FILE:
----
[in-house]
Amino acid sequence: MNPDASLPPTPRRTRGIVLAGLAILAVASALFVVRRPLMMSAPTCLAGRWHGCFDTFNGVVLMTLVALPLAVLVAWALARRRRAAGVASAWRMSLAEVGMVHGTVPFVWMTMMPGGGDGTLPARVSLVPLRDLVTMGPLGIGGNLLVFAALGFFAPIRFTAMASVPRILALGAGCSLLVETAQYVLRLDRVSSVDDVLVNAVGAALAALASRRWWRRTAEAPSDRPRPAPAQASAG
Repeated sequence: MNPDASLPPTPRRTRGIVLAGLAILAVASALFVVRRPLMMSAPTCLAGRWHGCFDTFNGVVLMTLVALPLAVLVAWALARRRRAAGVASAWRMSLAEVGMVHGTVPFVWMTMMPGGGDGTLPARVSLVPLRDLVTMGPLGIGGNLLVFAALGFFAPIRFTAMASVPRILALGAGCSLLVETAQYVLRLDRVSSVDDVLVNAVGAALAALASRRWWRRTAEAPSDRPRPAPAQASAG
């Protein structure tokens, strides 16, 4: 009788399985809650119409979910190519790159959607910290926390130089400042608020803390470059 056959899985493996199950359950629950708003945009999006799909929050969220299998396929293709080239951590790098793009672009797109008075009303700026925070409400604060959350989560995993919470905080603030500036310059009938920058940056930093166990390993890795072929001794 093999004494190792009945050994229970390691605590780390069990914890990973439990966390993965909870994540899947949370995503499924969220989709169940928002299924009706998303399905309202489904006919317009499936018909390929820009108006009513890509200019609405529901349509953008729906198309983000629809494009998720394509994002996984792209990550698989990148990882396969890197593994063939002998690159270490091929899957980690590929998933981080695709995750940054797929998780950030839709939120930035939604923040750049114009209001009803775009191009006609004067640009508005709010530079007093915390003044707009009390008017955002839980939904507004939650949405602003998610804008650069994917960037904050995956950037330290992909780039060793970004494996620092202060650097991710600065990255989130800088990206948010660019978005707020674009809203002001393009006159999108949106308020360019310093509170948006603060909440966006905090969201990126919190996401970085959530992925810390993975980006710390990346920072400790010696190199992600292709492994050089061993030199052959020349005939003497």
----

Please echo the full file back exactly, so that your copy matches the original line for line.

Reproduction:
[in-house]
Amino acid sequence: MNPDASLPPTPRRTRGIVLAGLAILAVASALFVVRRPLMMSAPTCLAGRWHGCFDTFNGVVLMTLVALPLAVLVAWALARRRRAAGVASAWRMSLAEVGMVHGTVPFVWMTMMPGGGDGTLPARVSLVPLRDLVTMGPLGIGGNLLVFAALGFFAPIRFTAMASVPRILALGAGCSLLVETAQYVLRLDRVSSVDDVLVNAVGAALAALASRRWWRRTAEAPSDRPRPAPAQASAG
Repeated sequence: MNPDASLPPTPRRTRGIVLAGLAILAVASALFVVRRPLMMSAPTCLAGRWHGCFDTFNGVVLMTLVALPLAVLVAWALARRRRAAGVASAWRMSLAEVGMVHGTVPFVWMTMMPGGGDGTLPARVSLVPLRDLVTMGPLGIGGNLLVFAALGFFAPIRFTAMASVPRILALGAGCSLLVETAQYVLRLDRVSSVDDVLVNAVGAALAALASRRWWRRTAEAPSDRPRPAPAQASAG
């Protein structure tokens, strides 16, 4: 009788399985809650119409979910190519790159959607910290926390130089400042608020803390470059 056959899985493996199950359950629950708003945009999006799909929050969220299998396929293709080239951590790098793009672009797109008075009303700026925070409400604060959350989560995993919470905080603030500036310059009938920058940056930093166990390993890795072929001794 093999004494190792009945050994229970390691605590780390069990914890990973439990966390993965909870994540899947949370995503499924969220989709169940928002299924009706998303399905309202489904006919317009499936018909390929820009108006009513890509200019609405529901349509953008729906198309983000629809494009998720394509994002996984792209990550698989990148990882396969890197593994063939002998690159270490091929899957980690590929998933981080695709995750940054797929998780950030839709939120930035939604923040750049114009209001009803775009191009006609004067640009508005709010530079007093915390003044707009009390008017955002839980939904507004939650949405602003998610804008650069994917960037904050995956950037330290992909780039060793970004494996620092202060650097991710600065990255989130800088990206948010660019978005707020674009809203002001393009006159999108949106308020360019310093509170948006603060909440966006905090969201990126919190996401970085959530992925810390993975980006710390990346920072400790010696190199992600292709492994050089061993030199052959020349005939003497």